The WHO has already issued special warnings for cough syrups made by two Indian manufacturers, Maiden Pharmaceuticals and Marion Biotech, in October 2022 and earlier this month. Their syrups have been linked to death in Gambia and Uzbekistan, respectively, and warnings have asked people to stop using them.

Both the Maiden and Marion manufacturing facilities have closed. Maiden is now trying to reopen after Indian government tests in December said it found no problems with Maiden products.

Maiden repeatedly told Reuters, including in Decemberit was nothing wrong and managing director Naresh Kumar Goyal said on Tuesday that he had no comment on the WHO’s investigation into possible links between the companies under investigation.

Mario’s office phone went unanswered Tuesday, and the company did not immediately respond to an email seeking comment. Earlier this month, he told the government of Uttar Pradesh, near New Delhi, that the deaths in Uzbekistan were being blamed “to tarnish the image of India and the company”.

WHO, working with Indonesia’s drug regulator, also issued a warning in October about cough syrups made by four Indonesian manufacturers and sold domestically. Manufacturers: PT Yarindo Farmatama, PT Universal Pharmaceutical, PT Konimex, PT AFI Farma.

PT Yarindo Farmatama, PT Konimex and PT AFI Farma did not immediately respond to requests for comment on Tuesday that the WHO was investigating links between the deaths in the three countries.

Hermansyah Hutagalung, a lawyer for PT Universal Pharmaceutical Industries, said it has withdrawn all cough syrups deemed unsafe from the market. “Go after the suppliers, they are the real criminals,” Hutagalung said. “They are the ones who falsify the raw ingredients by falsifying the raw ingredient documents all the way to the pharmaceutical companies.” He did not identify specific suppliers or provide details to support the claim.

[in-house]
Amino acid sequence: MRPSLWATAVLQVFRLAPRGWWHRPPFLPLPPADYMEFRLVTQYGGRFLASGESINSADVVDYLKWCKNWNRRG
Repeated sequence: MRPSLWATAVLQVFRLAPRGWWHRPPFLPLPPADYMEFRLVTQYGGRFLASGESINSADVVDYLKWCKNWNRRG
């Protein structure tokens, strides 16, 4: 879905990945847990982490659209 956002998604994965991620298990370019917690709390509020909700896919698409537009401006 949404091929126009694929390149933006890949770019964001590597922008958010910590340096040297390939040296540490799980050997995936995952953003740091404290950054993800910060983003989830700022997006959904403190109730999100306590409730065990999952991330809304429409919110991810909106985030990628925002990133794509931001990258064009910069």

The World Health Organization said the syrups were contaminated with diethylene glycol and ethylene glycol, which it called “toxic chemicals used as industrial solvents and antifreeze agents that can be fatal even if ingested in small amounts.” Their toxic effects include urinary incontinence, kidney damage, and death.

The deaths highlighted potential gaps in global regulation of commonly used drugs, including oversight of factories and supply chains, particularly those that produce products for developing countries that lack the resources to monitor drug safety.

WHO sets guidelines for drug manufacturing standards globally and supports countries investigating any violations, but it has no legal mandate or enforcement authority to take direct action against violators.

Prak Chan Thul in Phnom Penh, Stanley Widianto and Ananda Teresia in Jakarta, Krishna N. Das in New Delhi, Saurabh Sharma in Lucknow, Ed McAllister in Dakar; Editing: Sara Ledwith, Michele Gershberg, Claudia Parsons, William Maclean

Our standards: Thomson Reuters Trust Principles.